Last week, in our inaugural UX Principles blog post, user experience director Michael Ferguson explained the importance of forgiveness as an integral element of user experience. In this week’s post, he tackles another tenet of UX thinking: responsiveness.
When a user takes an action, the system should respond immediately. This doesn’t necessarily mean that the request (most commonly in the form of a click, a tap, a gesture, or a voice command) has to be fulfilled immediately — just that it should be acknowledged immediately.
The user needs to know what state the system is in, and the system needs to know what the interface is telling the user. When both are accurate, the input will be good. If they are inaccurate, it won’t be — as when a user repeatedly issues the same command (each time kicking off processes that further delay output).
For example, when a user removes an article from Personal Post, it disappears immediately and a message is displayed that indicates how the action will be used to improve the stream.
When you do this:
You immediately see this:
The quick response gives the user a sense of control, and shows him an important facet of how the product is personalized.
Apple’s Siri in iOS 5 sounds two quick beeps indicating she (or, in some locations, he) is listening. A user will see the microphone icon react to his voice instantly. When Siri believes the user has completed his part of the dialog, a second, higher-pitched set of beeps emits, letting users know that what they have said has been received. Then, the microphone button at the bottom of the screen animates — a convention telling users that Siri is processing the input. Siri briefly displays the translated speech, and then responds. This responsiveness walks a fine line, though: when we talk, we often pause to complete thoughts and consider wording. Siri takes that pause as a cue that users are ready to input what they have said thus far.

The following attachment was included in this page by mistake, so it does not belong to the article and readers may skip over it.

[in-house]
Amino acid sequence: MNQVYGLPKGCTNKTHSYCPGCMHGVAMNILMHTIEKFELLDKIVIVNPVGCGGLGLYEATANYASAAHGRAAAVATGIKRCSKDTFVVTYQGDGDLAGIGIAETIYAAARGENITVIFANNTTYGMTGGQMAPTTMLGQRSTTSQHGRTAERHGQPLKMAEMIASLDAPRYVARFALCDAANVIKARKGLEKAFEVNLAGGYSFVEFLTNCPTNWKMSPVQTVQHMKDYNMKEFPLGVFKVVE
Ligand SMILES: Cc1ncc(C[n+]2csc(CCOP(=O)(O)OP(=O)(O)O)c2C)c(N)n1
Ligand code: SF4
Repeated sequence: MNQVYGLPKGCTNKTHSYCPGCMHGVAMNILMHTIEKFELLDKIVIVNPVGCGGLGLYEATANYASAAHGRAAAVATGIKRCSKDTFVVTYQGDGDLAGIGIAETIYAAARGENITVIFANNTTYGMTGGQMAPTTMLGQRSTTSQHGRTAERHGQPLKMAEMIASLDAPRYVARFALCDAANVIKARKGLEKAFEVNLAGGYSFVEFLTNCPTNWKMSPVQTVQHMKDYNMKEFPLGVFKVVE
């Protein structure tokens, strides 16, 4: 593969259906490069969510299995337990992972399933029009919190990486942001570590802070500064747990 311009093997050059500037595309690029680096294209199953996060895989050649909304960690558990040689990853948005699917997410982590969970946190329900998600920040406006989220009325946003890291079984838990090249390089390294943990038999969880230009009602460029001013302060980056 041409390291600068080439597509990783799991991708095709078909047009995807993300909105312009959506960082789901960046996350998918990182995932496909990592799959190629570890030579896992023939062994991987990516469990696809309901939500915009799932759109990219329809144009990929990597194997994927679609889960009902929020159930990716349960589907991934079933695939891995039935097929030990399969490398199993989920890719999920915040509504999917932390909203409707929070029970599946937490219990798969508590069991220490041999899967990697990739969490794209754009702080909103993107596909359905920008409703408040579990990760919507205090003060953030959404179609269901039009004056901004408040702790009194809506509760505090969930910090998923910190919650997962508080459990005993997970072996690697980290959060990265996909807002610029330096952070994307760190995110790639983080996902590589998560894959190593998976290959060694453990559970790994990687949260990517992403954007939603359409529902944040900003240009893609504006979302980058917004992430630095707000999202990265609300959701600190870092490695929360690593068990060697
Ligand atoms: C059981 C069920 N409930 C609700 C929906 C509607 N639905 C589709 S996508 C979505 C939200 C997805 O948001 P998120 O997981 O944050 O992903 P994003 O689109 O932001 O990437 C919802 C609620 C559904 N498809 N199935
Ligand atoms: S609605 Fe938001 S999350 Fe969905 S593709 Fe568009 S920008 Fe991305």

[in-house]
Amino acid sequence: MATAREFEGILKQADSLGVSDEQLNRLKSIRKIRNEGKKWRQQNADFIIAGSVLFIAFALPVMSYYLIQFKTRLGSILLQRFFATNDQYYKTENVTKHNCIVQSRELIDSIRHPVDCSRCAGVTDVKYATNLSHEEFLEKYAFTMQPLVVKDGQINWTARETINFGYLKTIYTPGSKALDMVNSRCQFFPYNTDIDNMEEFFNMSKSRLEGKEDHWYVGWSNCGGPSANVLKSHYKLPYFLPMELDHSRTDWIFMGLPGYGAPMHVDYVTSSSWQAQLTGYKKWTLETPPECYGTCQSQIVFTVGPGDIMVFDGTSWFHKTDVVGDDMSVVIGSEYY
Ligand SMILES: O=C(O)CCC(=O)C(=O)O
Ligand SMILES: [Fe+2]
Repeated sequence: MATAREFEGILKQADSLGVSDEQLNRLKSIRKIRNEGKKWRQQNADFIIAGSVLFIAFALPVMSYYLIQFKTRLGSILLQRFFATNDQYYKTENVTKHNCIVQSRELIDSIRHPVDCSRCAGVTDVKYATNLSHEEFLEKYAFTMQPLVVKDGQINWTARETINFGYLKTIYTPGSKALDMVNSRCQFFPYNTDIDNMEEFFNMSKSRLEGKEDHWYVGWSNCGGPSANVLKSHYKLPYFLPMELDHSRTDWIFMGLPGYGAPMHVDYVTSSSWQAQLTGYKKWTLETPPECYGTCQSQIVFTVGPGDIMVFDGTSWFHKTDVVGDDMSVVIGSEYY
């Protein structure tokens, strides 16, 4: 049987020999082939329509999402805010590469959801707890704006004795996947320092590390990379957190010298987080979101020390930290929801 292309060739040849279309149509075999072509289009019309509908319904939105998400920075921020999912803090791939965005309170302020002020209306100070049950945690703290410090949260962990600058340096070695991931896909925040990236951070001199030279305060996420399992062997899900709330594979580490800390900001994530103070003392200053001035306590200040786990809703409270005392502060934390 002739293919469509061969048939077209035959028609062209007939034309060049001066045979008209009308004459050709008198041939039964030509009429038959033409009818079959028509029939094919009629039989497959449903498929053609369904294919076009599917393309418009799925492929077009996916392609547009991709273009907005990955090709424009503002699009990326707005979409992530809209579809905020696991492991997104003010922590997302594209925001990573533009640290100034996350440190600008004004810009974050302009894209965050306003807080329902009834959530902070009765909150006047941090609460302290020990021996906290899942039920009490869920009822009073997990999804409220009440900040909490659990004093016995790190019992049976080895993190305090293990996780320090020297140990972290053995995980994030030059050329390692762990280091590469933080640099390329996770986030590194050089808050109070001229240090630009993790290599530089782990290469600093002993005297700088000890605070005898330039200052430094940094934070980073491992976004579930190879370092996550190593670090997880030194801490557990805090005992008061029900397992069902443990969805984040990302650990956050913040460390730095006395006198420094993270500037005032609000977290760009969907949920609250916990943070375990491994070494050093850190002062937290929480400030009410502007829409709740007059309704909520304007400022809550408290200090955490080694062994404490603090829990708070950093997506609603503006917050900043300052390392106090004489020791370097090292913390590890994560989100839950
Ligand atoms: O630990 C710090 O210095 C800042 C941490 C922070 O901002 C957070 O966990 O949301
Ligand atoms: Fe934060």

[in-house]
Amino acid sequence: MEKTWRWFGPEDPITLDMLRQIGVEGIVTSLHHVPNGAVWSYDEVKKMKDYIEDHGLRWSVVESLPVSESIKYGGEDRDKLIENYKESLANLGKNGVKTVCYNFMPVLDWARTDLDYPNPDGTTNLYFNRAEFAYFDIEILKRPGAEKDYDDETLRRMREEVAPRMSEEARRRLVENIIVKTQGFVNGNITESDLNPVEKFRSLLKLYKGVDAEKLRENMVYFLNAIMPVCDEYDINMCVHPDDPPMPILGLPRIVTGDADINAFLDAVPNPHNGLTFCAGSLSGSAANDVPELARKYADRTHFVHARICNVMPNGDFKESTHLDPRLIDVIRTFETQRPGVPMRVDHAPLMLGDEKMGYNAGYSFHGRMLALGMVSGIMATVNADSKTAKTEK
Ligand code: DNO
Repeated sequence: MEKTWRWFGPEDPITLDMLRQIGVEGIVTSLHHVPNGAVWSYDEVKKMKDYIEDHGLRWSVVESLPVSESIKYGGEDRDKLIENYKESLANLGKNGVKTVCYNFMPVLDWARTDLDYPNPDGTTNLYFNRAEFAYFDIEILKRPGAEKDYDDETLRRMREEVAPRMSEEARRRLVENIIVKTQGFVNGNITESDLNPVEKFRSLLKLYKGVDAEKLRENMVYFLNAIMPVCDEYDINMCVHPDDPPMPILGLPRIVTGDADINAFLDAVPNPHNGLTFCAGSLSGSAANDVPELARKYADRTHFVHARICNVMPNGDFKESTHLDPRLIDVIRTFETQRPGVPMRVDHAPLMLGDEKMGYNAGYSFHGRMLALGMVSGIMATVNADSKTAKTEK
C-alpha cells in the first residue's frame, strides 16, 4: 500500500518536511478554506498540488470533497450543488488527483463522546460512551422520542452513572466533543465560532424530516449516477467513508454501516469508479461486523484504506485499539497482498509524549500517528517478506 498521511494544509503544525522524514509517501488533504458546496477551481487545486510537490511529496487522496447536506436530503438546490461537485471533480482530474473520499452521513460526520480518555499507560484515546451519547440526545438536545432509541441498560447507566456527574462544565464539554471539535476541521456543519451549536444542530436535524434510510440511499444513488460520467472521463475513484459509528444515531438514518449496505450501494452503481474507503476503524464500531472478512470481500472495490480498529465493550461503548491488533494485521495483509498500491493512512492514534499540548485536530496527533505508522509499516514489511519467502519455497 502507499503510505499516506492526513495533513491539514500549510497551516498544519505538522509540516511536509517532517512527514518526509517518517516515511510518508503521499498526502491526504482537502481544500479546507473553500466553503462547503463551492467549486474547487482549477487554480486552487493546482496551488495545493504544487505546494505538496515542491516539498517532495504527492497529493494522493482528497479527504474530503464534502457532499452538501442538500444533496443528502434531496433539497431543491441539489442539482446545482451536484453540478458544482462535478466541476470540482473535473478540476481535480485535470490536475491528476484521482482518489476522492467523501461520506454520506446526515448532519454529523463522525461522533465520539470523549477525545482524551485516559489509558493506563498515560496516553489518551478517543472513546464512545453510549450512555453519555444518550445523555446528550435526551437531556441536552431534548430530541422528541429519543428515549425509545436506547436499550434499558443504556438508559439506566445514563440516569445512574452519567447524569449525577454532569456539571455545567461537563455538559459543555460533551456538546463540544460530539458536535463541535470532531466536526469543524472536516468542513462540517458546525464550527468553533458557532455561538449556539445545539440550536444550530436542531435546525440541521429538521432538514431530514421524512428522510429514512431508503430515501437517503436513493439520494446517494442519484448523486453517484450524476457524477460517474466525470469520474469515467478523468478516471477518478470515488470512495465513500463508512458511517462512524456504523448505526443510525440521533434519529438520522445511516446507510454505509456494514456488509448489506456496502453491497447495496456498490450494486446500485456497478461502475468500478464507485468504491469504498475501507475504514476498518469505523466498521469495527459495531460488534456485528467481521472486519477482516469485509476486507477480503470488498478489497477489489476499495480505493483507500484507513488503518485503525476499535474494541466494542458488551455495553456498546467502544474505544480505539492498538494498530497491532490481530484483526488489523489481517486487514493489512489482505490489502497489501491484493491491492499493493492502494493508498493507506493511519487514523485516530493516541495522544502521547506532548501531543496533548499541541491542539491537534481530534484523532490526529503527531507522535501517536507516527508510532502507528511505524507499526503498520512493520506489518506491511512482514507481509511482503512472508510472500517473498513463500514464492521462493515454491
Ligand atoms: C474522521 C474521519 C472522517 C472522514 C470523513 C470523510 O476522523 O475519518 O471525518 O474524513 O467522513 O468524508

Users tend to adjust to system responsiveness if they feel that the value of the result outweighs the instant gratification they desire. Many users adjust to Siri’s rhythm and limitations and learn to time movements with a slight expectation of lag while playing Wii or with Xbox Kinect.
Responsiveness is visceral — noticeable at the level of thousandths of a second. To get a great sense of this, look at what Microsoft’s Applied Sciences Group is doing: they’ve prototyped a touchscreen with 1ms responsiveness time (vs. the 100ms commonly experienced by the market today.) You can feel how much a difference that makes.
For more behind-the-scenes UX tips and tricks, check back next week for the latest installment of “UX Principles.”